Thursday, January 6, 2011

How To Keep Patient-Consumers From Getting Screwed by Accountable Care Organizations (ACOs) - Share the Some of the Savings With Them

One lingering issue for the D.C. mandarins who have been assigned to write the Accountable Care Organization (ACO) regulations is whether the participating providers should a) be assigned and b) know the identities of the patients that have been statistically "attributed" to the ACO. This is a critically important issue, because it is the attributed population's costs that will be used to ascertain whether or not there will be any additional payment to the ACO thanks to "shared savings."

A CMS request for information does a good job of outlining the alternatives:

"Some argue it is necessary to attribute beneficiaries before the start of a performance period, so the ACO can target care coordination strategies to those beneficiaries whose cost and quality information will be used to assess the ACO's performance; others argue the attribution should occur at the end of the performance period to ensure the ACO is held accountable for care provided to beneficiaries who are aligned to it based upon services they receive from the ACO during the performance period. How should we balance these two points of view in developing the patient attribution models for the Medicare Shared Savings Program and ACO models tested by CMMI?"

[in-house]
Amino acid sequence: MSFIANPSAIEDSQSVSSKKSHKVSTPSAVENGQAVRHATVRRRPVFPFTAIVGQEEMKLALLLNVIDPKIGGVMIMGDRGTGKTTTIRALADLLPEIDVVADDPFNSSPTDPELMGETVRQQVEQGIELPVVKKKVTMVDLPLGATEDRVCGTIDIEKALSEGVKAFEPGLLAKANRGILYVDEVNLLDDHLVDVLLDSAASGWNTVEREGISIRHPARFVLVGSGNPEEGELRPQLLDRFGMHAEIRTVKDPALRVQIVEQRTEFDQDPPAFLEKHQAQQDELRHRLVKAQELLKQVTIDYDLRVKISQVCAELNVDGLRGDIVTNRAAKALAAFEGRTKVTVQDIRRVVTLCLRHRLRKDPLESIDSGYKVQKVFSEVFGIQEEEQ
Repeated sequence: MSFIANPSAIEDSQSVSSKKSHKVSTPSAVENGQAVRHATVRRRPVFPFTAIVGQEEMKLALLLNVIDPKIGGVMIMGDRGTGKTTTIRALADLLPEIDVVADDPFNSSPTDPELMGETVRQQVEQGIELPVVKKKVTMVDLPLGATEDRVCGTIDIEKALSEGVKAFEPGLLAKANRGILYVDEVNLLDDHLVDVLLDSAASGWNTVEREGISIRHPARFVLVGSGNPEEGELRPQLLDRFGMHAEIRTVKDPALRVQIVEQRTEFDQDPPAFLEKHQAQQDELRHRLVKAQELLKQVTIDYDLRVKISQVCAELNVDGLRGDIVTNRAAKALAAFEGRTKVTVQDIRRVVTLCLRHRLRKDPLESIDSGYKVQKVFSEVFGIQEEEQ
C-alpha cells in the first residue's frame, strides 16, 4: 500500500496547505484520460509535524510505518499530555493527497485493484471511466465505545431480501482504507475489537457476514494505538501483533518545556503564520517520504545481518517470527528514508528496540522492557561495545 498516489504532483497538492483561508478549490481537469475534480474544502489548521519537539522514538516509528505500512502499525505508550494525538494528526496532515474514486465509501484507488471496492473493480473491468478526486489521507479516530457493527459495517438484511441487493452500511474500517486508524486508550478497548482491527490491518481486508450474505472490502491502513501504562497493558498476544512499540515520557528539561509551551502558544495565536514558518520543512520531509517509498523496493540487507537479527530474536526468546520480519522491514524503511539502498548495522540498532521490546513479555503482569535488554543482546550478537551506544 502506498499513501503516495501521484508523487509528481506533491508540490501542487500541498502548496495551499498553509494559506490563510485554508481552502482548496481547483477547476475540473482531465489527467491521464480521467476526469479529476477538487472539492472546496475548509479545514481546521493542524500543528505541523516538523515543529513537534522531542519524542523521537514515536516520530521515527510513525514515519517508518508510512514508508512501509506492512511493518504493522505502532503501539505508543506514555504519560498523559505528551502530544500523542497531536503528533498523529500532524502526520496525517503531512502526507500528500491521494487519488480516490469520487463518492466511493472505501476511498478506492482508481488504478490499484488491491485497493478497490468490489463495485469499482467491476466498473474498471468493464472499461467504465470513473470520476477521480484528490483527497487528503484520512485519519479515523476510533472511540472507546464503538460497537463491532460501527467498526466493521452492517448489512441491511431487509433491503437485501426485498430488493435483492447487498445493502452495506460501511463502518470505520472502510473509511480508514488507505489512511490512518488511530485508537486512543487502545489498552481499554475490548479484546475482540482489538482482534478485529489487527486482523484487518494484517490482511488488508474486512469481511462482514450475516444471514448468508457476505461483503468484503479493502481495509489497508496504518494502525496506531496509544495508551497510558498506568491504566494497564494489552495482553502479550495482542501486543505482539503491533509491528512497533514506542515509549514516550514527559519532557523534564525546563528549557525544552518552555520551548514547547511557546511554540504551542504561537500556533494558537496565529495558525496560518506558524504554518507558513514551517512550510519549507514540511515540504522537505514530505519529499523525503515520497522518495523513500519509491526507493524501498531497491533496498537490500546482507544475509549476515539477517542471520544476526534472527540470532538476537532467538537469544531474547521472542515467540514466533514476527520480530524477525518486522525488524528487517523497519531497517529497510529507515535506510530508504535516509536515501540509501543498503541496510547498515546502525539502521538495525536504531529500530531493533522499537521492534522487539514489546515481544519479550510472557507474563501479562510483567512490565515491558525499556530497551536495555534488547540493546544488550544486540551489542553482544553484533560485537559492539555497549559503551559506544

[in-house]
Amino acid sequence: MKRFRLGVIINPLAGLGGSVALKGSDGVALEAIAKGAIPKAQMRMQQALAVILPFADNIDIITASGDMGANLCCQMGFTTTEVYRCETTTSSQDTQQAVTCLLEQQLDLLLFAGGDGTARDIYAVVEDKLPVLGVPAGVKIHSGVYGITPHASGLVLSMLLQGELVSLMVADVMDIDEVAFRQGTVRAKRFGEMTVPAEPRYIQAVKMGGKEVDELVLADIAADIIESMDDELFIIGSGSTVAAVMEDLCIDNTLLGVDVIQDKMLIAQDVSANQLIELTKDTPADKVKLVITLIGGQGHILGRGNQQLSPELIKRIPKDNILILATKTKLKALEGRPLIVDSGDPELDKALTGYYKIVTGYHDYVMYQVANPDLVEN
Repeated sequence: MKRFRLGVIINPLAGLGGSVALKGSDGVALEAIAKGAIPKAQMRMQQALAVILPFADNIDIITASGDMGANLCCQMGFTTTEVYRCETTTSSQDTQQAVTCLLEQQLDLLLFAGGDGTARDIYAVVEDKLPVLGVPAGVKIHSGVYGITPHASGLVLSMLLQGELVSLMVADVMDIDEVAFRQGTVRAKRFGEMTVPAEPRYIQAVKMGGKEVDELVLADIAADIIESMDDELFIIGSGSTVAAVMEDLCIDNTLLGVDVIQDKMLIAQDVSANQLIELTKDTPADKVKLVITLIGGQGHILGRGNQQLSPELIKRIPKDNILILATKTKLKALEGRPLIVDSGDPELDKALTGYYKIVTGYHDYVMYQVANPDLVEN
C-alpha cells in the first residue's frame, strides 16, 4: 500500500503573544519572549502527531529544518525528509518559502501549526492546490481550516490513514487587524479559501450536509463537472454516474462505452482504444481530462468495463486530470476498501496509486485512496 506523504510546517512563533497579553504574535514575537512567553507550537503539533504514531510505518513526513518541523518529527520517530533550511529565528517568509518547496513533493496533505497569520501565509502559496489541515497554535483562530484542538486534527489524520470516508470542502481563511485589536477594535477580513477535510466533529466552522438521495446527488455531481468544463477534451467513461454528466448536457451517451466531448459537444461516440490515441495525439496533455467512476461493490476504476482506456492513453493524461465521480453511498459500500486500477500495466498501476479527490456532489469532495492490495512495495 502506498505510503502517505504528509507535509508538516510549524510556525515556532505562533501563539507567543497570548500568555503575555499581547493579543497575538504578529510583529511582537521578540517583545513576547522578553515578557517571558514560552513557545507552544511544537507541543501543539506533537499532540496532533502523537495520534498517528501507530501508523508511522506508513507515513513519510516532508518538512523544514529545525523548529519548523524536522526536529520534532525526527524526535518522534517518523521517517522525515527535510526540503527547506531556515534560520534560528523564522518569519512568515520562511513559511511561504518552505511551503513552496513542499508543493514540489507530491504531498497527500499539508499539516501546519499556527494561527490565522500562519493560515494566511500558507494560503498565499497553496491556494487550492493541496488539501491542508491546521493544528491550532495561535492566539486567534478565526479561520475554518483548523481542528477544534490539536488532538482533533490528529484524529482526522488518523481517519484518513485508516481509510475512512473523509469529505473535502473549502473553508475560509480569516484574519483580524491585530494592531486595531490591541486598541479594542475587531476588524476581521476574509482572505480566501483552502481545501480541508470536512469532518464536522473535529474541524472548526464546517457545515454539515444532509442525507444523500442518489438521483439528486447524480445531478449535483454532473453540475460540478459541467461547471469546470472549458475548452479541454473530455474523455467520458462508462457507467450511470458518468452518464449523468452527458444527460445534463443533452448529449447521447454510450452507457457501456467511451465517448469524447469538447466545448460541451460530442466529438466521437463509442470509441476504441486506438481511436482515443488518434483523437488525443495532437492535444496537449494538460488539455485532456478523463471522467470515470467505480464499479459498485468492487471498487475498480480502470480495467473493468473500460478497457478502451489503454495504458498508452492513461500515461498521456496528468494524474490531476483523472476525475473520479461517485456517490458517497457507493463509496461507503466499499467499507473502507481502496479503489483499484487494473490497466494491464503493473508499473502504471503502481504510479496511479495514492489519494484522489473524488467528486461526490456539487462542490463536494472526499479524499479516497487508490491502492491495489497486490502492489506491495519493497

The Disease Management Care Blog agrees with Drs. Feder and Cutler's answer. In the long term, the success of ACOs' will be the direct result of how well they reconcile the twin issues of protecting the rights as well as enabling the responsibilities of health consumers. If the ACO business model is ultimately based on "shared savings," it'll ultimately be the patient consumers who determine whether "bending the curve" was the result of good doctoring or unjust denials. Sooner or later, it'll be the patients - the ones who vote, write to members of Congress, call their State Attorney Generals and get interviewed by news organizations - who will need to buy-in to the merits of "high value" health care services.

How can consumers be assured that they're not being screwed by their ACOs? In addition to being assigning ahead of time, patients should be given the disease management-invented option of being presented with a care plan "contract" that represents an "opt-in" or, better yet, being automatically signed up and then being given the ability to "opt out." In addition, consumers will be more likely to support their ACOs if they know there reasonable rules for consumer protection. Examples of this include having 1) ready access to an ombudsman and 2) provisions for getting second opinons and external appeals if there is disagreement about getting costly health care.

Last but not least, Feder and Cutler also suggest there should be a mechanism that allows the participating consumers to also financially benefit if there are any savings. The naive "why not?" DMCB wholeheartedly agrees. That kind of arrangement has a distant relationship with old fashioned and consumer-friendly "mutual" style insurance arrangements, is in the same spirit of the novel MLR ceiling rebates and would be a refreshing example of how health care savings don't have to go to funding Medicare's spiraling deficits, an insurer's surplus or a hospital's capital campaign. The DMCB thinks this is something that Democrats, Republicans, Progressives and Republicans could agree with.

Image from Wikipedia

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